KROC PEACE SCHOOL GRADUATE ASSISTS REFUGEE COMMUNITY
Every day the coronavirus crisis goes on, Womaniala Gerald ’19 (MA) appreciates the skills he learned in conflict management and resolution a little more.
Even before COVID-19 began upending lives, Gerald was busy working with members of the San Diego refugee community from Africa. Echoes of Faith, the nonprofit he founded in 2017, supports these refugees in a variety of ways, including finding employment and transportation to work, doctors’ appointments and shopping centers.
Gerald, who spent three years in a Kenyan refugee camp himself, assists with efforts to help clients integrate into the region’s community and economy. He works along with a handful of volunteers, who are also former refugees. Often, they help negotiate on behalf of their clients as they find living arrangements or purchase vehicles.
But those successes came to an abrupt halt as the virus took hold. “Everything has come to a standstill,” he said in early April, the concern evident in his voice. Families who live paycheck to paycheck are wondering how they will pay rent from now on or purchase food and medicine.
To help clients meet those needs, his team first assisted many of the 45 or so families they work with in filing for unemployment. Now they wait. California’s Economic Development Department has been overwhelmed by millions of applications.
“We are trying to be hopeful and survive by the grace of God,” says Gerald, who has never taken a salary for his work and moonlighted as a licensed driving instructor while caring for his wife, Jane, two young sons, Edric and Elmore, and father, Charles.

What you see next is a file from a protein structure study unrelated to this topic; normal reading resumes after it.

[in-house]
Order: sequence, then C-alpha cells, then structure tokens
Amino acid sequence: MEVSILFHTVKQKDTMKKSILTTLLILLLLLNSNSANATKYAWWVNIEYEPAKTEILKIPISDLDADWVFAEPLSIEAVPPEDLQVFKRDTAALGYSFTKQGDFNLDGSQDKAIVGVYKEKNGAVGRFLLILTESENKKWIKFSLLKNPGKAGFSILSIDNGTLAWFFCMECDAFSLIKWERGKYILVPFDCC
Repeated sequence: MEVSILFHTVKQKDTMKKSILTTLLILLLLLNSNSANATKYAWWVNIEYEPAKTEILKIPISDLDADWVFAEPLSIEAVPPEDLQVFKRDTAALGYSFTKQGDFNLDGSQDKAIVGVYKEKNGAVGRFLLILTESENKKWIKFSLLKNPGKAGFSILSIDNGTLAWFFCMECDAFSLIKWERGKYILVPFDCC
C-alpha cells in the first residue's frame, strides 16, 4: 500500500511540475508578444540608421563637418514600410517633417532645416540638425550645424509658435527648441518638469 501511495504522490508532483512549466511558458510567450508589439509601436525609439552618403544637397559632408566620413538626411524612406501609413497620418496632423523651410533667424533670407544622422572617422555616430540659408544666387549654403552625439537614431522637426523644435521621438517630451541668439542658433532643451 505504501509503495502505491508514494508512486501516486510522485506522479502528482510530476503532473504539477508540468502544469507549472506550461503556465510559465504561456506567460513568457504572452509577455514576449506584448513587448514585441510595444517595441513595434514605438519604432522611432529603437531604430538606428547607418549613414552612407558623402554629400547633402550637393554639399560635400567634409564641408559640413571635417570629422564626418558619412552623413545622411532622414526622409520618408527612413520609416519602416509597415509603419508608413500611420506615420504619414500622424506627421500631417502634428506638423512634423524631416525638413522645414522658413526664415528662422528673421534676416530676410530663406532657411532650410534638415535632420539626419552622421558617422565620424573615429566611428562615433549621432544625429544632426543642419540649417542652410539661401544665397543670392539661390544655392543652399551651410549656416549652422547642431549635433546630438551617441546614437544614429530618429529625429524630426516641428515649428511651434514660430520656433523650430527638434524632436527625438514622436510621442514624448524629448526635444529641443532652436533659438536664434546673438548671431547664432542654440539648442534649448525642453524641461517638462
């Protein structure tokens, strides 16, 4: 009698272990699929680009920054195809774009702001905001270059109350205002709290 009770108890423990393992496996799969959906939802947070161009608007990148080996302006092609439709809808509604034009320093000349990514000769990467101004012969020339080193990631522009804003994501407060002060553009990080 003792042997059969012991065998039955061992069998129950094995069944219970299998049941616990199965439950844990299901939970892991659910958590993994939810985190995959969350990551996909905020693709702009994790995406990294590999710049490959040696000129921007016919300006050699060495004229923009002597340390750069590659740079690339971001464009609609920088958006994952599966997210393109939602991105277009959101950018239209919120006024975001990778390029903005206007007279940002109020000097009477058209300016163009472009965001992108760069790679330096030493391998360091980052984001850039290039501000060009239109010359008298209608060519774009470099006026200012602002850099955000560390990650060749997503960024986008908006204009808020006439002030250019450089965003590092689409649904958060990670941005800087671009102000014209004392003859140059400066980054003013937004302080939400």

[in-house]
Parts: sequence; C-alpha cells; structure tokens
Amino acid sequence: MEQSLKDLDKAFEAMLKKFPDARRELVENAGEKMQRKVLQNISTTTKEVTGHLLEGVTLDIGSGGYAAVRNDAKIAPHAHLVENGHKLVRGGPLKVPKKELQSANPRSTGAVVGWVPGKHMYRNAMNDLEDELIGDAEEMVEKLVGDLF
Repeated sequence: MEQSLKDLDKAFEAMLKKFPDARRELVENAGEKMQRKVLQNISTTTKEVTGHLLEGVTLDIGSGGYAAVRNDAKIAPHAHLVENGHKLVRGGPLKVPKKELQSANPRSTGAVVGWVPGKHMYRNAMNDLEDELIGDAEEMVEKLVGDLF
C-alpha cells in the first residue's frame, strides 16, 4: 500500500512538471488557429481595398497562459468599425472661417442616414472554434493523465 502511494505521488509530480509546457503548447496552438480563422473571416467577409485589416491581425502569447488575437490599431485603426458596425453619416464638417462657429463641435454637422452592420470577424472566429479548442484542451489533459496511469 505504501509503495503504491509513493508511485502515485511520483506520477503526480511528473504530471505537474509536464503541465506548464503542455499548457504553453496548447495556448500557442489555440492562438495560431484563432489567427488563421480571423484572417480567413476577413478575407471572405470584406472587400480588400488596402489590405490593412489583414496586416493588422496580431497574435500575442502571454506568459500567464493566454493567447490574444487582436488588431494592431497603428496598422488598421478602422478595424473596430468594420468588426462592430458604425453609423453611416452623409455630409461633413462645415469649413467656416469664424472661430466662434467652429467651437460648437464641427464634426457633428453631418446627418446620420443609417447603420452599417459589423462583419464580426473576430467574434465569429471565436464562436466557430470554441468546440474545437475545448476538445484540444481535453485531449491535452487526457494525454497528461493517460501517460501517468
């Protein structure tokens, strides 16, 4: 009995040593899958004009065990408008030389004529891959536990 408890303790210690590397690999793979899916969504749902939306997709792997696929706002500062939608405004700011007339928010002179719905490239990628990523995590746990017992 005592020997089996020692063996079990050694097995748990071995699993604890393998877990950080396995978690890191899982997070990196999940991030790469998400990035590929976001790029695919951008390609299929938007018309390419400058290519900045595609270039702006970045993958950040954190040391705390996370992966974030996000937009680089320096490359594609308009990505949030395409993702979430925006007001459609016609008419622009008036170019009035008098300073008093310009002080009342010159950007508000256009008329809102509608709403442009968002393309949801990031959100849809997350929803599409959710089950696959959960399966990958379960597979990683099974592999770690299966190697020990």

Now Gerald is on call 24/7, using the lessons he learned in facilitation and dialogue at the Joan B. Kroc School of Peace Studies to help clients deal with landlords and creditors.
A recent afternoon found him looking for new housing for a family trying to economize and assisting with their rental application. Another family had a member who needed mental health care, resulting in a $30,000 medical bill. Gerald is working with them and the provider on a payment plan.
In many cases, landlords and creditors have been helpful, he says. For the most part, “San Diegans are understanding” and willing to be flexible in this time of emergency. He’s also grateful that family members are heeding the nonprofit’s call to wash their hands and practice social distancing. As of yet, none one of them appears to have contracted the virus.
But as the crisis continues, there are other challenges where his own experiences as a refugee and his conflict resolution and mediation skills come into play. When there are conflicts in families, churches or other organizations, “people reach out to me,” he says.
“If I’m confronted in any situation, I apply the wisdom and all the tools I’ve learned, including patience. Right now, there is so much I’m achieving because USD gave me the knowledge,” Gerald adds. The opportunity to learn from his professors and the USD community “are a great blessing and something I will forever cherish.” — Liz Harman